Long-Term Culture and Monitoring of Isolated Caenorhabditis elegans on Solid Media in Multi-Well Devices

Emily A. Gardea, Destiny Denicola, Samuel Freitas, Will Peterson, Hope Dang, Karissa Shuck, Christopher Fang-Yen, George L. Sutphin

Research output: Contribution to journalArticlepeer-review


The nematode Caenorhabditis elegans is among the most common model systems used in aging research owing to its simple and inexpensive culture techniques, rapid reproduction cycle (~3 days), short lifespan (~3 weeks), and numerous available tools for genetic manipulation and molecular analysis. The most common approach for conducting aging studies in C. elegans, including survival analysis, involves culturing populations of tens to hundreds of animals together on solid nematode growth media (NGM) in Petri plates. While this approach gathers data on a population of animals, most protocols do not track individual animals over time. Presented here is an optimized protocol for the long-term culturing of individual animals on microfabricated polydimethylsiloxane (PDMS) devices called WorMotels. Each device allows up to 240 animals to be cultured in small wells containing NGM, with each well isolated by a copper sulfate-containing moat that prevents the animals from fleeing. Building on the original WorMotel description, this paper provides a detailed protocol for molding, preparing, and populating each device, with descriptions of common technical complications and advice for troubleshooting. Within this protocol are techniques for the consistent loading of small-volume NGM, the consistent drying of both the NGM and bacterial food, options for delivering pharmacological interventions, instructions for and practical limitations to reusing PDMS devices, and tips for minimizing desiccation, even in low-humidity environments. This technique allows the longitudinal monitoring of various physiological parameters, including stimulated activity, unstimulated activity, body size, movement geometry, healthspan, and survival, in an environment similar to the standard technique for group culture on solid media in Petri plates. This method is compatible with high-throughput data collection when used in conjunction with automated microscopy and analysis software. Finally, the limitations of this technique are discussed, as well as a comparison of this approach to a recently developed method that uses microtrays to culture isolated nematodes on solid media.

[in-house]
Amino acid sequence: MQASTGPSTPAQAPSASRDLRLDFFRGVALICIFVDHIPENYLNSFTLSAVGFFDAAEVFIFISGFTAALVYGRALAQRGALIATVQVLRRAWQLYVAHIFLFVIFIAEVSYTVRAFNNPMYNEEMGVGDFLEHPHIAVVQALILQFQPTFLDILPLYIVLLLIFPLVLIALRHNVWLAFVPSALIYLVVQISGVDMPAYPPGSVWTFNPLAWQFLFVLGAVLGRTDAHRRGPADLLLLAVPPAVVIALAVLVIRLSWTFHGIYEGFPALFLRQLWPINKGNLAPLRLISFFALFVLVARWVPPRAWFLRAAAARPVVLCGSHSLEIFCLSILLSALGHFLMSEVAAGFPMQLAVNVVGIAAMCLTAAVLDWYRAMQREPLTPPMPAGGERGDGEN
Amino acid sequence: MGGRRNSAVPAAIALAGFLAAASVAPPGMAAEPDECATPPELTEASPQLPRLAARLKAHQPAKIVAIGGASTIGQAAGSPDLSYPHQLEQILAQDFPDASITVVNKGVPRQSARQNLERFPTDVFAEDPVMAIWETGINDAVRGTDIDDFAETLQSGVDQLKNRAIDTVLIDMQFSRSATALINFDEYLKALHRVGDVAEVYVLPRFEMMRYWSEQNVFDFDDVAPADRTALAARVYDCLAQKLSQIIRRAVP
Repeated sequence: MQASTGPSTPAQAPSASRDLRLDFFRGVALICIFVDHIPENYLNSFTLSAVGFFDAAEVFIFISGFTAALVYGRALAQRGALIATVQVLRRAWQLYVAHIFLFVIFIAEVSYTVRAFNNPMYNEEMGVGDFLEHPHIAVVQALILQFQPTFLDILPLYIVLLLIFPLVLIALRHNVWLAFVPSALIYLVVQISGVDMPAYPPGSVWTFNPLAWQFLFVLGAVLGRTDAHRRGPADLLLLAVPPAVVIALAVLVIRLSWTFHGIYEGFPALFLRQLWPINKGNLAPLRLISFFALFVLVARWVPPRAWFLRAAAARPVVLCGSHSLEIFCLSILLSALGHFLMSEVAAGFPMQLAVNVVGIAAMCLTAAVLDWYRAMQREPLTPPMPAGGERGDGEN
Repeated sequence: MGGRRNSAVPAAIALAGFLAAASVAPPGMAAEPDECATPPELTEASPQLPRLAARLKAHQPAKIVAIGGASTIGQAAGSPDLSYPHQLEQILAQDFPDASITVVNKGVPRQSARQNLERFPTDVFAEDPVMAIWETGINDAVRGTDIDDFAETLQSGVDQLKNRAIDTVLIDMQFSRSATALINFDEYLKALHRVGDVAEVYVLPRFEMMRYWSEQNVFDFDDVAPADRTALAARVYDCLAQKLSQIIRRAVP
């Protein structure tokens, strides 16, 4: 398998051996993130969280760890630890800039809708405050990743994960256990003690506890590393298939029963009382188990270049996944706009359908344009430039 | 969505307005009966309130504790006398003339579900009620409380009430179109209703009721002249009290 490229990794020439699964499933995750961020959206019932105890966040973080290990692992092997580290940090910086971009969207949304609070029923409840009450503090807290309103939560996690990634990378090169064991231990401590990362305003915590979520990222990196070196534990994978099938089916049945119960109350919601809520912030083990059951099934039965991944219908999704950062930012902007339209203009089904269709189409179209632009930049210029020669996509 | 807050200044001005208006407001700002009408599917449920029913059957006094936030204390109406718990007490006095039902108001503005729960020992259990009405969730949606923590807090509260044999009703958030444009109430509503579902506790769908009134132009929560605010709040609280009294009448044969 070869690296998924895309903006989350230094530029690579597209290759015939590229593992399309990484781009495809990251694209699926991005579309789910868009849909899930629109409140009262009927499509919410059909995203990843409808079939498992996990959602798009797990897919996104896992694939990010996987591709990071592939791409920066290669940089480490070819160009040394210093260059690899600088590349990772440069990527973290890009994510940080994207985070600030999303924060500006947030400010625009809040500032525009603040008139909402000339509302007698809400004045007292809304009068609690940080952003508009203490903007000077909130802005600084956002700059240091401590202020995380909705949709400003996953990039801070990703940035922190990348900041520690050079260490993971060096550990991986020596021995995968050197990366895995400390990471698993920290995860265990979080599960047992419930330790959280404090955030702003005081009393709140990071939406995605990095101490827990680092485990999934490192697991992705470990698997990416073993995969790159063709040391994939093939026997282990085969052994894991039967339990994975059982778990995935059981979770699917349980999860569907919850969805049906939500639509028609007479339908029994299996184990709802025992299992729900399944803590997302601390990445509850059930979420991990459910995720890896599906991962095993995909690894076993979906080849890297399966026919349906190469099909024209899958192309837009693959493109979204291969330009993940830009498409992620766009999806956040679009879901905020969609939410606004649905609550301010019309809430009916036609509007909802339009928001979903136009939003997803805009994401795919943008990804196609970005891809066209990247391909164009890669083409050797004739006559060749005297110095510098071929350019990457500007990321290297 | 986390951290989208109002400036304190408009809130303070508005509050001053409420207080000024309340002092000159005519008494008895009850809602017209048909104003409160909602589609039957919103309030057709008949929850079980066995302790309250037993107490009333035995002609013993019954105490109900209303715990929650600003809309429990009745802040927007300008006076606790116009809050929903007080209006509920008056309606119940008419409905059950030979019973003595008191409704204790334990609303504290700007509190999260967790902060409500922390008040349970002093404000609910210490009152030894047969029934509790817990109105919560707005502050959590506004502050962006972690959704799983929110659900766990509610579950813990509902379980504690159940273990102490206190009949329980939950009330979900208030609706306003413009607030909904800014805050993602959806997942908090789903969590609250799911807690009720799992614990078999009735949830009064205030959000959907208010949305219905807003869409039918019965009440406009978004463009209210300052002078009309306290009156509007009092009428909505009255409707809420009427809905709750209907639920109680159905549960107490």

Original languageEnglish (US)
Article numbere64681
JournalJournal of Visualized Experiments
Issue number190
StatePublished - Dec 2022

ASJC Scopus subject areas

  • General Neuroscience
  • General Chemical Engineering
  • General Biochemistry, Genetics and Molecular Biology
  • General Immunology and Microbiology


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